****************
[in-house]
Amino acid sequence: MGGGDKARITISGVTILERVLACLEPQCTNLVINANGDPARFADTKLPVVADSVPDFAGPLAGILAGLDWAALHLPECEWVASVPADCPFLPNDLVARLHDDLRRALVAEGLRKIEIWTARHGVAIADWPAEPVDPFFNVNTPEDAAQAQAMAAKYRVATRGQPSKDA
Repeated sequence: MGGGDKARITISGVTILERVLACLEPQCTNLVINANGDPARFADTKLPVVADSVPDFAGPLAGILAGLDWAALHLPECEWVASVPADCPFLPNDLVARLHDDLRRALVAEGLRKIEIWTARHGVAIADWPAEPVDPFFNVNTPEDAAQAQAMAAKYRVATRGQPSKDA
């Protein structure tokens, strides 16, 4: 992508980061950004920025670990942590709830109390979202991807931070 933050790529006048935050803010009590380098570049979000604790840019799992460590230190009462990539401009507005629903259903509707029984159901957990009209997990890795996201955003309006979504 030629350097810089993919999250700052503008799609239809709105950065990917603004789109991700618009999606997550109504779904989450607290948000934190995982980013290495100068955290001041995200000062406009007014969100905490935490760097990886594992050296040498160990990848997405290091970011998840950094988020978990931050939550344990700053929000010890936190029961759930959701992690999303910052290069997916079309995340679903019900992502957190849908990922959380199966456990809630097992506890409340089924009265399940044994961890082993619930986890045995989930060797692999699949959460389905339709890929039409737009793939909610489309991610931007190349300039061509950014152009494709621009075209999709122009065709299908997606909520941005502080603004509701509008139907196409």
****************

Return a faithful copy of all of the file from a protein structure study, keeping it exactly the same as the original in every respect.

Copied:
[in-house]
Amino acid sequence: MGGGDKARITISGVTILERVLACLEPQCTNLVINANGDPARFADTKLPVVADSVPDFAGPLAGILAGLDWAALHLPECEWVASVPADCPFLPNDLVARLHDDLRRALVAEGLRKIEIWTARHGVAIADWPAEPVDPFFNVNTPEDAAQAQAMAAKYRVATRGQPSKDA
Repeated sequence: MGGGDKARITISGVTILERVLACLEPQCTNLVINANGDPARFADTKLPVVADSVPDFAGPLAGILAGLDWAALHLPECEWVASVPADCPFLPNDLVARLHDDLRRALVAEGLRKIEIWTARHGVAIADWPAEPVDPFFNVNTPEDAAQAQAMAAKYRVATRGQPSKDA
């Protein structure tokens, strides 16, 4: 992508980061950004920025670990942590709830109390979202991807931070 933050790529006048935050803010009590380098570049979000604790840019799992460590230190009462990539401009507005629903259903509707029984159901957990009209997990890795996201955003309006979504 030629350097810089993919999250700052503008799609239809709105950065990917603004789109991700618009999606997550109504779904989450607290948000934190995982980013290495100068955290001041995200000062406009007014969100905490935490760097990886594992050296040498160990990848997405290091970011998840950094988020978990931050939550344990700053929000010890936190029961759930959701992690999303910052290069997916079309995340679903019900992502957190849908990922959380199966456990809630097992506890409340089924009265399940044994961890082993619930986890045995989930060797692999699949959460389905339709890929039409737009793939909610489309991610931007190349300039061509950014152009494709621009075209999709122009065709299908997606909520941005502080603004509701509008139907196409």